Last month at DIY MFA, we launched the four-part series “Developing Themes in Your Stories” with a piece on consciously developing themes using the protagonist’s character arc. Today, it’s all about premise themes. Believe it or not, that single sentence that sums up your story (a.k.a. your 140-character Twitter pitch) actually hints at potential literary themes. How is this possible? And, how can you build your premise sentence if you don’t have one yet? All of that is covered in “Developing Themes In Your Stories: Part 2 – The Premise.” Click here to read it.

New Worksheet on Premise Themes

Why not? 🙂 A number of readers were excited about the Character Arc Themes Worksheet when it posted. So, I thought I’d make one available for premise themes as well. This new worksheet is comprised of the three activities in “Developing Themes In Your Stories: Part 2 – The Premise” and can help you go from story pitch to premise sentence, and finally to themes.

Click here to visit Worksheets for Writers and download a PDF copy of the Premise Themes Worksheet.

Got any questions or suggestions for Theme: A Story’s Soul? Feel free to comment below or tweet me at @SaraL_Writer with the hashtag #AStorysSoul.

Time Flies!: April 2015

Time Flies Logo

Welcome to the latest edition of Time Flies! It’s my version of a monthly update, where I recap the past month’s accomplishments and articles, share news and random things from my offline life, and hint at what may be coming in the month ahead.

This month has soared by, which makes this series’ title all the more appropriate. April 2015 was a good month, though, and May already has a shot at surpassing it. Tomorrow I’m attending Muse and the Marketplace for the first time, and I can’t WAIT! I’ve sort of “disappeared” from my online haunts this week to prepare for the event (researching presenters, drafting a practice pitch for The Keeper’s Curse, double-checking train and event schedules, etc.). If I haven’t returned comments or emails recently, that’s one of the reasons why. I hope you understand, and I’m aiming to catch up on things next week.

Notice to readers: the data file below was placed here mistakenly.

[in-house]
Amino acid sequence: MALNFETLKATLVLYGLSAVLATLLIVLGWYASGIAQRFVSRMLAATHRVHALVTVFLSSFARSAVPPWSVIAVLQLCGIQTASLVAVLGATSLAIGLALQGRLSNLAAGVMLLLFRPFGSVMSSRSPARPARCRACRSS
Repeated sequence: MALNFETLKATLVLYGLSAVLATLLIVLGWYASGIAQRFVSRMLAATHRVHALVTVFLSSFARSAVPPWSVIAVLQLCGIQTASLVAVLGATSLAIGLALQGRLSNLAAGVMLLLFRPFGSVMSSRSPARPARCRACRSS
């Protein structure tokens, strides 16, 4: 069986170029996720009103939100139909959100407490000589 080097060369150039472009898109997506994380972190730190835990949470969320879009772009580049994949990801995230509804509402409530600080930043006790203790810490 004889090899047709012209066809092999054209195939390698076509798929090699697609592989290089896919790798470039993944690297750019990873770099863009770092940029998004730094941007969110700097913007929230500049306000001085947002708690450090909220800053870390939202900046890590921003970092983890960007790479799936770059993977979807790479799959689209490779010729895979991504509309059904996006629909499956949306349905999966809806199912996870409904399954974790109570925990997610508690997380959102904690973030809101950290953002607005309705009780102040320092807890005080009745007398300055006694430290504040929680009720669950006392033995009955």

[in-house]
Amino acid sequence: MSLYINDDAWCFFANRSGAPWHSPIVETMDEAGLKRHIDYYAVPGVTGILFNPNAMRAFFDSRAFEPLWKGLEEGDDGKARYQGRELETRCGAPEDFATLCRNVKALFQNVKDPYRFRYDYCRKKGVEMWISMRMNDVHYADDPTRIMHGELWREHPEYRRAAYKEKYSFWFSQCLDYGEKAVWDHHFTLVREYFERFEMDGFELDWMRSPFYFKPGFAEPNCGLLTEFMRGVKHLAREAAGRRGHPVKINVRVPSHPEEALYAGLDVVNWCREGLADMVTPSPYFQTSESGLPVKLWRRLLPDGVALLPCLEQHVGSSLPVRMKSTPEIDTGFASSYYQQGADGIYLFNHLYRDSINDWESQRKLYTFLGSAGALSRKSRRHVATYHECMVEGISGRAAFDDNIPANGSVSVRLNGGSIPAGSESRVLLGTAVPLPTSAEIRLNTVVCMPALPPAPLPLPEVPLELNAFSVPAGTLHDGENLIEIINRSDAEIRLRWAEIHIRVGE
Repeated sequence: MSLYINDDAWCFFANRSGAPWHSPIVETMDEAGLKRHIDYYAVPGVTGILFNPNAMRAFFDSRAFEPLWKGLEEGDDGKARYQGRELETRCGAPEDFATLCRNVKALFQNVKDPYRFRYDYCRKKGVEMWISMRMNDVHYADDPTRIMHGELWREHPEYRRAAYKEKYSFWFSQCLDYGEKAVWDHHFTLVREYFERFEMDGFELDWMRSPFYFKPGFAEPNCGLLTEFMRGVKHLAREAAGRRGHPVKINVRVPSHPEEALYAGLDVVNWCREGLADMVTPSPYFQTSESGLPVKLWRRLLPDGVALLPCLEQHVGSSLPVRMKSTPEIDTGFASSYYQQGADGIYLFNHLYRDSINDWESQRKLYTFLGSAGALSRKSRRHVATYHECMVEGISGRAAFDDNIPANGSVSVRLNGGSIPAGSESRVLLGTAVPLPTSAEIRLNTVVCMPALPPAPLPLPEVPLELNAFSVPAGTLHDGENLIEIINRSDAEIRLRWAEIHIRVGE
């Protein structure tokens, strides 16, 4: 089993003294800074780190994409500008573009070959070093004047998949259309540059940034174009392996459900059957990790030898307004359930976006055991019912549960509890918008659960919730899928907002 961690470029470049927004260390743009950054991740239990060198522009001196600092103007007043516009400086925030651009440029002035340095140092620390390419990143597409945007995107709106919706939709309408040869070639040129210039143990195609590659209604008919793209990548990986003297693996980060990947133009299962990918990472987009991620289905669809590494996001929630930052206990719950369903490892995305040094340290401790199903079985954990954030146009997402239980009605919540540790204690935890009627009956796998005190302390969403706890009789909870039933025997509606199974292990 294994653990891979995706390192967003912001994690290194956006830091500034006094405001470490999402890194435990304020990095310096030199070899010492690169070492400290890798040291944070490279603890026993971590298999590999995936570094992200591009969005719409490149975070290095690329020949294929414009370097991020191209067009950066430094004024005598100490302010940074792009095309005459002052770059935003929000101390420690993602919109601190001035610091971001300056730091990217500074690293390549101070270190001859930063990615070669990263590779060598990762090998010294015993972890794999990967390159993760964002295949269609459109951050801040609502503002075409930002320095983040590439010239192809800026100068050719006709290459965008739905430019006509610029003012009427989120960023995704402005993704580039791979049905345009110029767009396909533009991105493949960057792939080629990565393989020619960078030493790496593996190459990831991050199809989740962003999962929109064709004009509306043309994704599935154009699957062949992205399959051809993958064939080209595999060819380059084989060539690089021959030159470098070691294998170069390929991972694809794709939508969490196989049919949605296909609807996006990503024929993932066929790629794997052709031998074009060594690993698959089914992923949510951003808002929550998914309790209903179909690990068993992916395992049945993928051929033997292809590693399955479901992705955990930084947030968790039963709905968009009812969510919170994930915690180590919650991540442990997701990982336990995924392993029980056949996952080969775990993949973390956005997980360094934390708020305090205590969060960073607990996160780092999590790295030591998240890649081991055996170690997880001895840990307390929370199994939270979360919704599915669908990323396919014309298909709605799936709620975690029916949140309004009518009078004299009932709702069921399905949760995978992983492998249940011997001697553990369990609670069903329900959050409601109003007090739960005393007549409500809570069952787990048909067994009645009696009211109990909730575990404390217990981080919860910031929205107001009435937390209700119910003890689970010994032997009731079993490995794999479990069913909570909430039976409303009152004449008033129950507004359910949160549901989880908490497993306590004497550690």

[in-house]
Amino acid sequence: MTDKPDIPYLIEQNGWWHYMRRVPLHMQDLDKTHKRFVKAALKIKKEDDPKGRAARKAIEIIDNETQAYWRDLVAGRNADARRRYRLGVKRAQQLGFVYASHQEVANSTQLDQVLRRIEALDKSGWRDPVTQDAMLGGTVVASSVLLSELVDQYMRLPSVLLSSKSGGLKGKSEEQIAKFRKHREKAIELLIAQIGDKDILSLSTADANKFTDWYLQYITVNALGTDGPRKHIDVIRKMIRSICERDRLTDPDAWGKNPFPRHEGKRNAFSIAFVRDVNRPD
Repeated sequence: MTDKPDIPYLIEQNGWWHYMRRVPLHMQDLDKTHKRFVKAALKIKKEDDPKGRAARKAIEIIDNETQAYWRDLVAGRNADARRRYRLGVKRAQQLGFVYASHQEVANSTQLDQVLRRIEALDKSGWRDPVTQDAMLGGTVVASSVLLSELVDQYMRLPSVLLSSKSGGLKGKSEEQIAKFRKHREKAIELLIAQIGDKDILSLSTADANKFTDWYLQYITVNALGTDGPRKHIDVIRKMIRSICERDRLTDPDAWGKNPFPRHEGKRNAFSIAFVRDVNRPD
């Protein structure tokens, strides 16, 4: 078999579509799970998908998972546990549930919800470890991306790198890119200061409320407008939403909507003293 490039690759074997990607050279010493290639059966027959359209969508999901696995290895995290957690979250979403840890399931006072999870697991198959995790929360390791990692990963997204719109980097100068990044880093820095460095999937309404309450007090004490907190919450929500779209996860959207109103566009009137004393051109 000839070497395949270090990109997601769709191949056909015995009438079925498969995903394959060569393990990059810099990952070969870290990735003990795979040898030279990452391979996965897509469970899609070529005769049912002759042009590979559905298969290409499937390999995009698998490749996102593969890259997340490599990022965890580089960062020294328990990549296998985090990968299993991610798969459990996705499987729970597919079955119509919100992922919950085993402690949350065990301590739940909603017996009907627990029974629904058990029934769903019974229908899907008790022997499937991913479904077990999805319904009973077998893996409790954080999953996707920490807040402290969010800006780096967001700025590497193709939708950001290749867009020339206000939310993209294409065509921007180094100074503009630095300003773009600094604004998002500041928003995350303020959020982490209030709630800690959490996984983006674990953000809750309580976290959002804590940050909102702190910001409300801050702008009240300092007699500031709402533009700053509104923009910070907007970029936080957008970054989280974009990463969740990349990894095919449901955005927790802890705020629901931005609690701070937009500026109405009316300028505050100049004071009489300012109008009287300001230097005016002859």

OK. Recap time!

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New DIY MFA Article and Worksheet on Character Arc Themes

DiyMFA

So far at Theme: A Story’s Soul for DIY MFA, we’ve featured articles that deal mainly with themes and reading. However, since DIY MFA is first and foremost a resource website for writers, it’s time we tackle how to write with themes in mind – or rather, how to consciously develop our story’s themes without forcing them.

Today I’m excited to launch a special four-part Theme: A Story’s Soul series called “Developing Themes in Your Stories.” Part 1 focuses on character arc themes and features a brainstorming activity to help you discover potential themes in a story idea before you start writing the story. That way, you’ll know your story’s themes upfront instead of digging for them later. 😉

Click here to read “Developing Themes In Your Stories: Part 1 – The Character Arc.”

New Worksheet on Character Arc Themes

Yes, I’ve posted a brand new worksheet for you today! The Character Arc Themes Worksheet is formatted as a table to help you complete the exercises given in the coinciding DIY MFA article. This worksheet was a last-minute idea, so that’s why I’m making it available here without the DIY MFA branding.

Click here to visit Worksheets for Writers and download a PDF copy of the Character Arc Themes Worksheet.

Got any questions or suggestions for Theme: A Story’s Soul? Feel free to comment below or tweet me at @SaraL_Writer with the hashtag #AStorysSoul.